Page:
The Last Frontier of Medicine


Sponsored Article

The Chief Medical Officer of Cerevel Therapeutics shares how the company is applying deep expertise in neurocircuitry, targeted receptor subtype selectivity, and differentiated pharmacology to transform what is possible in neuroscience treatments.

Raymond Sanchez, M.D.

Raymond Sanchez, M.D.

I began my career as a practicing clinician, treating people with some of the most devastating neurological and psychiatric diseases, including schizophrenia. Seeing patients who were unable to work, go to school, or maintain meaningful relationships was challenging, but witnessing some of them get swept away by psychosis into lives of poverty, homelessness, and even death led me to pivot into the life sciences industry. I knew that I wanted to move beyond clinical practice and into the development of new therapies to address the tremendous unmet patient need that I experienced on a daily basis. Ever since, I have proudly worked alongside some of the brightest scientists across the industry to deliver groundbreaking therapies for neuroscience diseases, but there is still work to be done.

The brain represents the last great frontier in medicine, and the need to address neuroscience diseases is one of the most challenging areas of drug discovery and development. Historically, the lack of deep understanding of the intricate functioning of the brain has resulted in too few therapeutic hypotheses being explored, and in turn, a lack of innovation in neuroscience. For years, studies have shown that medicines intended to treat disorders of the central nervous system (CNS) take longer to develop and are rejected at a higher rate than any other category by the U.S. Food and Drug Administration (FDA), leading many researchers and investors to focus their efforts on other conditions.1

As the global population ages, we are witnessing a growth in mental health challenges – worsened by the COVID-19 pandemic – and the need to address neurological conditions has never been more urgent. Today, we stand at the cusp of a great flourishing of new treatment options – similar to what we have seen in prior decades in oncology, cardiovascular disease, and HIV/AIDS. This neuroscience renaissance provides new reasons to be optimistic, and to ensure this progress continues, we must take a dynamic approach to unlocking treatments that can transform what is possible in neuroscience.

Unlocking new treatment opportunities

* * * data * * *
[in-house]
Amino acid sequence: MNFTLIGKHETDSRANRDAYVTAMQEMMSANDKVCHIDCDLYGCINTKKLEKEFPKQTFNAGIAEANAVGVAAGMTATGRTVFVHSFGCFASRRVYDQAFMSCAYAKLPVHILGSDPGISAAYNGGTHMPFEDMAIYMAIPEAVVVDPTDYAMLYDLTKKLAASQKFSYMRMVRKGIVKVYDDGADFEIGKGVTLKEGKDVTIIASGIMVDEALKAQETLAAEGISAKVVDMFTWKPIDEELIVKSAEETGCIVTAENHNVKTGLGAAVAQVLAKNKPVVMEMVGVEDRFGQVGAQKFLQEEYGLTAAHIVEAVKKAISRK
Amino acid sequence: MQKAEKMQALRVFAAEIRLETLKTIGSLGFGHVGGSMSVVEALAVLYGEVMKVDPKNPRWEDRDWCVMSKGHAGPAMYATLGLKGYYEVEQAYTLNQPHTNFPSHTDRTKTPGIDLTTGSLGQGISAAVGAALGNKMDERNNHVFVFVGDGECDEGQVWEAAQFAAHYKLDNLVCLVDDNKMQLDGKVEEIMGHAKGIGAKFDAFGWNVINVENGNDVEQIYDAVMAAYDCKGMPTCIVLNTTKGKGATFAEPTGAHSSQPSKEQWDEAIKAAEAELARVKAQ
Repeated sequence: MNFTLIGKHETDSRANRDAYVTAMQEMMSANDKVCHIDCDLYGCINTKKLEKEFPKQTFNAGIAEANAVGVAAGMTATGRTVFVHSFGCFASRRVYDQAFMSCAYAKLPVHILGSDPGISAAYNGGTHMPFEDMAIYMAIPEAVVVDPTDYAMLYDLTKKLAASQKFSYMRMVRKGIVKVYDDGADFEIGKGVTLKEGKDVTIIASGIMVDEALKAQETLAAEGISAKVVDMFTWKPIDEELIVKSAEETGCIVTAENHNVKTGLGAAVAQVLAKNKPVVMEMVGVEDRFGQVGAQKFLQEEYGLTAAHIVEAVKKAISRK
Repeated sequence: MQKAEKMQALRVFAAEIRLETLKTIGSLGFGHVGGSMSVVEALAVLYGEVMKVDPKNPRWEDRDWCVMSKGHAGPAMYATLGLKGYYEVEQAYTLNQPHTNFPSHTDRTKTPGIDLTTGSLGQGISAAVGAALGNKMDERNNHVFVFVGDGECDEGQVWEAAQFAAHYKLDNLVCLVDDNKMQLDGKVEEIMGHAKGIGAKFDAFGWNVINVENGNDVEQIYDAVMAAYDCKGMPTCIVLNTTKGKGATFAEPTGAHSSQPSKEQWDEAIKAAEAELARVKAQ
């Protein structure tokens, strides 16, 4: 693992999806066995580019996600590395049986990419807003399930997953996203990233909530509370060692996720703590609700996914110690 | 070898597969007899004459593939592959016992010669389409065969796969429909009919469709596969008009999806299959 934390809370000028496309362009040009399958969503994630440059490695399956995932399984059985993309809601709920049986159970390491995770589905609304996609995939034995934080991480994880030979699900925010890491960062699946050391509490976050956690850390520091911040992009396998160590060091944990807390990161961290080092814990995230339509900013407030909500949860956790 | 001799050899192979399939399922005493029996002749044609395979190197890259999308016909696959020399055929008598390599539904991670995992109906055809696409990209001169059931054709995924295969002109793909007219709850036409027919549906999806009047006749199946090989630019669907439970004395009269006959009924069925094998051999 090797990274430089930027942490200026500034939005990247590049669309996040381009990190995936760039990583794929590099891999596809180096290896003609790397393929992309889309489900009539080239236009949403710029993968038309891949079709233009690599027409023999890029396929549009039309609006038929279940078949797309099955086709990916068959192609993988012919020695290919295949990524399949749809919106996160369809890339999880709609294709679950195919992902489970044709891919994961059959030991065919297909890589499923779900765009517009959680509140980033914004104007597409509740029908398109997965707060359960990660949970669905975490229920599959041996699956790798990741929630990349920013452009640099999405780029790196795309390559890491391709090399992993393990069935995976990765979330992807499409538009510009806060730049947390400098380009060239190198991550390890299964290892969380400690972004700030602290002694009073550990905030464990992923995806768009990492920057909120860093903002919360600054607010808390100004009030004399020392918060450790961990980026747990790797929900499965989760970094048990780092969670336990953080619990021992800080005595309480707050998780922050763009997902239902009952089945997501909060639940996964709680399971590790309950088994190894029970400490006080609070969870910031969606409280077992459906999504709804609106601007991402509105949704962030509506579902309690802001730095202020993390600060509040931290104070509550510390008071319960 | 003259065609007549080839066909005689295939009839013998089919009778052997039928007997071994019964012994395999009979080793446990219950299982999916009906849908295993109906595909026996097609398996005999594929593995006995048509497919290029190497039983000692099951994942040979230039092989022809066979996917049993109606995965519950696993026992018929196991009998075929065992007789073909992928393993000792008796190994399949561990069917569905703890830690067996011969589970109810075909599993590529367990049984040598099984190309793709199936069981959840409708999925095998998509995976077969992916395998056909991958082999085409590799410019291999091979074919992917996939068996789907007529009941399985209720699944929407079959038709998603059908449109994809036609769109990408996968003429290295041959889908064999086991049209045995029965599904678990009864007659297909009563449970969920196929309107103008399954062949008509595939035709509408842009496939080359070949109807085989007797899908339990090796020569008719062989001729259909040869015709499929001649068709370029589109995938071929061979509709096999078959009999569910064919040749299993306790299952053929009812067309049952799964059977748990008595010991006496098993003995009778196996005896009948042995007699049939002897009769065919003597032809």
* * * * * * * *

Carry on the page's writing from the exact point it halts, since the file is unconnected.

In 2018, I was first introduced to Cerevel Therapeutics, a company created to focus specifically on unraveling the mysteries of the brain. The distinctive approach to our broad and diverse pipeline is backed by twenty years of research and investment by Pfizer. Our focus is to truly understand how the brain is wired, pursue novel targets and address specific receptor sub-types to provide enhanced therapies to those in need. I knew that Cerevel had the potential to be a unique enterprise in biopharmaceutical development, and I was proud to join the organization in January of 2019. Since this time, we have continued to take a deliberate and differentiated approach to treating neuroscience diseases in three key ways:

  • Targeted neurocircuitry: We unlock new treatment opportunities by precisely identifying and targeting the neurocircuitry that underlies a given neuroscience disease.
  • Receptor subtype selectivity: We selectively target only the receptor subtype(s) related to the disease physiology, to minimize undesirable off-target effects while maximizing activity.
  • Differentiated pharmacology: We design full and partial agonists, antagonists and allosteric modulators that can precisely fine-tune the receptor pharmacology and neurocircuit activity without over-activation or over-suppression of the endogenous physiologic range.

This three-pronged approach enables us to develop highly specific and dynamic solutions to face challenges the neuroscience industry has attempted to address for years, supporting the underserved needs of patient communities.

Breaking new ground in the treatment of schizophrenia

First, let's look at schizophrenia, a challenging chronic condition that affects the thinking, emotions and behavior of an estimated 24 million people worldwide.2 One of the leading theories on its etiology is that the overactivity of dopamine is strongly associated with psychotic symptoms. While current antipsychotics target a direct blockade of dopamine receptors to reduce symptoms, this also leads to significant side effects.